Group interaction has to be meticulously designed to foster effective and efficient collaborative learning. The IMS Learning Design specification... Sample PDF
Representation of Coordination Mechanisms in IMS LD
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Chapter 17
Johannes Strobel, Gretchen Lowerison, Roger Côté, Philip C. Abrami, Edward C. Bethel
In this chapter, we describe the process of modeling different theory-, research-, and best-practicebased learning designs into IMS-LD, a... Sample PDF
Modeling Learning Units by Capturing Context with IMS LD
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Chapter 18
Daniel Burgos, Hans G.K. Hummel, Colin Tattersall, Francis Brouns, Rob Koper
This chapter presents some design guidelines for collaboration and participation in blended learning networks. As an exemplary network, we describe... Sample PDF
Design Guidelines for Collaboration and Participation with Examples from the LN4LD (Learning Network for Learning Design)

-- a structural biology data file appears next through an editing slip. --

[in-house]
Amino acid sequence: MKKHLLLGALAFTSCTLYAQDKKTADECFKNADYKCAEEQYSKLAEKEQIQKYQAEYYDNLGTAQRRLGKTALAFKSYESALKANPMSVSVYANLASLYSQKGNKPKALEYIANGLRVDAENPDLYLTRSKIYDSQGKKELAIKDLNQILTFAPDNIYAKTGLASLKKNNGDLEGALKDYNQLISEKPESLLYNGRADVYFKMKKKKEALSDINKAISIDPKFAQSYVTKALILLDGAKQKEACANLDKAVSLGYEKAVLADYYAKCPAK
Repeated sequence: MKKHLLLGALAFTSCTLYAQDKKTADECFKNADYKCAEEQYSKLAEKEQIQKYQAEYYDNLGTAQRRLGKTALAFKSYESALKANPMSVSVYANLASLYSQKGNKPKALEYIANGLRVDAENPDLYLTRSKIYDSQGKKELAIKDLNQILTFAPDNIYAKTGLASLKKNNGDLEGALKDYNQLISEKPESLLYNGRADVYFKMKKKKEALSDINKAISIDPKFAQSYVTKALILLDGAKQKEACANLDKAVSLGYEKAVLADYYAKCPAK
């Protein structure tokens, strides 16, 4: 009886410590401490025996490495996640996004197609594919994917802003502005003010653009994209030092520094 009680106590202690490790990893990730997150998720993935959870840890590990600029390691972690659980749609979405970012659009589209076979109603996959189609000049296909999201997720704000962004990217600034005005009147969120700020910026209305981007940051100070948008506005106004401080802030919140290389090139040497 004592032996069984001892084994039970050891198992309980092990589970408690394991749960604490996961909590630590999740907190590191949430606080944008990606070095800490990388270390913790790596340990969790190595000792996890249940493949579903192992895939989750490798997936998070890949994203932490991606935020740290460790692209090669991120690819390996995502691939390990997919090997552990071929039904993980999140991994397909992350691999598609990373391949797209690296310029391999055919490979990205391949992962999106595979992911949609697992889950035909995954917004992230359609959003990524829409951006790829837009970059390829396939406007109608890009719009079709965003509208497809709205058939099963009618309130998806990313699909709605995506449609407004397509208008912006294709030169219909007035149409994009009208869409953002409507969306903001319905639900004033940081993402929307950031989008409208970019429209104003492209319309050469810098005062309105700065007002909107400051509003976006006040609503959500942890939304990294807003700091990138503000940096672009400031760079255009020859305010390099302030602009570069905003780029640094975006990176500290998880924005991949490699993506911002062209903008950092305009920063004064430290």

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Chapter 19
Tom Boyle
This chapter argues that good design has to be at the heart of developing effective learning objects. It briefly outlines the “knowledge... Sample PDF
The Design of Learning Objects for Pedagogical Impact
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Chapter 20
Margaret Turner
This chapter introduces an approach to writing content for online learning over networked media. It argues that few resources currently utilise the... Sample PDF
Visual Meaning Management for Networked Learning
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Chapter 21
Christina Gitsaki
Due to the increasingly diverse student population in multicultural nations such as Australia, the U.S., Canada, and the UK, educators are faced... Sample PDF